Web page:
For example, if you wanted to build up a savings of $1,000 over the next 100 days, your Save-Over-Time Goal will automatically pull $10/day every day from your Safe-to-Spend. Before you know it, you’ll have $1,000 in savings. You can then pause the Goal if things are getting tight, or add an extra lump-sum amount if your Safe-to-Spend is growing. You can even change the due date to make it sooner or later, which will make the amount of money added to the Goal each day larger or smaller, respectively. These features make it easy to manage your money with flexibility, and with little effort. Using Safe-to-Spend and Goals with the Save-it-Now or Save-Over-Time options makes managing your money realistic, easy to stick to, and flexible.

Set up your money management system

Now that you have a handle on how Simple’s Safe-to-Spend and Goals features work and why they are an amazingly easy and effective way to manage your money, let’s recap how to set this up:

  1. Set up a Simple Account, if you don’t already have one.
  2. Make your basic expenses Goals with Save-It-Now. Try making Goals for rent, bills, and loan payments at the minimum. Maybe add one for “food,” or two for “groceries” and “eating out.” For Goals that may fluctuate from month to month, like your electricity bill and food, always estimate on the high end. Stick with these basic Goals for a couple of weeks, and get in the habit of checking your Safe-to-Spend number when buying things.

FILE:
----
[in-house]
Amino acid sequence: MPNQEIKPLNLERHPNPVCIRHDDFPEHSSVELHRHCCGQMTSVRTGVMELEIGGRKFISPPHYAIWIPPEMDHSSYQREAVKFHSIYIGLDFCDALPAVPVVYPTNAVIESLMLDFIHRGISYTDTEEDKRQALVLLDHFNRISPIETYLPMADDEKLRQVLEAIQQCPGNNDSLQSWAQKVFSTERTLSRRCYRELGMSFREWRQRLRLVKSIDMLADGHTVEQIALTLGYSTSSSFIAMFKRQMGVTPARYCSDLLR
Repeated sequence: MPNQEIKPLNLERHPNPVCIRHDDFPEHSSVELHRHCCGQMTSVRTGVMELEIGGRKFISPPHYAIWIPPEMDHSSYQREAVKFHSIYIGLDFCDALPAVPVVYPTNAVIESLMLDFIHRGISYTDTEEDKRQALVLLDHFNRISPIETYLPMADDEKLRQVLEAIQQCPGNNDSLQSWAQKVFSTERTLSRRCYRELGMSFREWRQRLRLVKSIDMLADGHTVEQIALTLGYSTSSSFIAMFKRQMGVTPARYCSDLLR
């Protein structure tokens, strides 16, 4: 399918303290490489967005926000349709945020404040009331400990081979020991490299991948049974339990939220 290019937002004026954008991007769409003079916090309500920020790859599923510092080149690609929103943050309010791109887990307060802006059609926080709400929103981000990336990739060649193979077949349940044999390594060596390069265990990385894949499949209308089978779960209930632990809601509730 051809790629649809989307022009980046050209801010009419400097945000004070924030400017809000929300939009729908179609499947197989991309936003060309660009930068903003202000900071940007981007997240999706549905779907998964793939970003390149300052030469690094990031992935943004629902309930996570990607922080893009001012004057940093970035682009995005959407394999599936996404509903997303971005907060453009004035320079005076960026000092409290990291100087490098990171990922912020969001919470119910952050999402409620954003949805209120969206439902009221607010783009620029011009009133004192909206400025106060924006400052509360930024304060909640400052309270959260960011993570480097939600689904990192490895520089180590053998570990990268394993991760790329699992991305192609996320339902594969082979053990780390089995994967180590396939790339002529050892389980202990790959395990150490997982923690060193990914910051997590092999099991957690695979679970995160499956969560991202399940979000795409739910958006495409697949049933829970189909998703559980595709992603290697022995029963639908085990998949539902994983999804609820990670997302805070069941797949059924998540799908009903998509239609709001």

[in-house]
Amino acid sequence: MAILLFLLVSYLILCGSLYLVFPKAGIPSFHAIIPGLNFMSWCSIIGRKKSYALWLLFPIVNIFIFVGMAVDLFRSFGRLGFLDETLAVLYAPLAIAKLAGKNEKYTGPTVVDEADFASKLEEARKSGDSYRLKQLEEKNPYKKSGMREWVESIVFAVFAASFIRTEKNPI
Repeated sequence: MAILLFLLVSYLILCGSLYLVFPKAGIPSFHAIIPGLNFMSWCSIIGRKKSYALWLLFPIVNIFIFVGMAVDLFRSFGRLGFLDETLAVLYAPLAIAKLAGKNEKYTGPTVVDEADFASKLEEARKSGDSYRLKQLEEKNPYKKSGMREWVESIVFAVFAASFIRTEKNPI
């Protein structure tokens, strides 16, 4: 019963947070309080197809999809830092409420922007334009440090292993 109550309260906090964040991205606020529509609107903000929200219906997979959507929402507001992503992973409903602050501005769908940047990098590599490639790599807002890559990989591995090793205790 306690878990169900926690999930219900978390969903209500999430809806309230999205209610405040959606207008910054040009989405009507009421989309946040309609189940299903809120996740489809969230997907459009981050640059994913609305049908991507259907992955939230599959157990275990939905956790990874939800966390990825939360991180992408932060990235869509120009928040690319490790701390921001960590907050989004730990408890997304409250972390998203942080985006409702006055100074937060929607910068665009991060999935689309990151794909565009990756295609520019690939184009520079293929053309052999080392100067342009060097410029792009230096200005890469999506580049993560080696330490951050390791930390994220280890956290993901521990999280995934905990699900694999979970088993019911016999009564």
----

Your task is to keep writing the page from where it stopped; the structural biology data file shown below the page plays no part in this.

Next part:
3. After you’ve spent a couple of weeks getting used to spending from your Goals and your Safe-to-Spend, try setting up a Save-Over-Time Goal, or Account Buffer Goal. An Account Buffer is one to two weeks of your income saved up in your account that will protect you from things like bounced payments and an overdraft on your account. As you are setting up your Account Buffer Goal, you can play around with the Goal due date to find a realistic daily savings amount.
  4. Now that you’ve covered your basic expenses and started saving a little bit every day, you can make fun Goals! Start saving over time for a vacation, a puppy, or raising bees. Watch your Safe-to-Spend number to keep your fun Goals in check.
  5. Adjust Goals where necessary. If you know you’ll spend more money eating out this month because an out-of-town friend is in town, you can adjust your food Goal. If you are in between jobs or get a raise, you can pause or expedite your Goals as needed.

If you’ve got that “I-want-to-take-control-of-my-money!” burst of energy, use it now to start the above steps. Once you have those set up, you won’t need to rely on your limited willpower to keep up with managing your money wisely. Just check your app every once in a while to see your Safe-to-Spend, make adjustments to your Goals where you see fit based on what’s happening in your life, and watch your Save-Over-Time Goals grow on autopilot. You’ll be glad you did.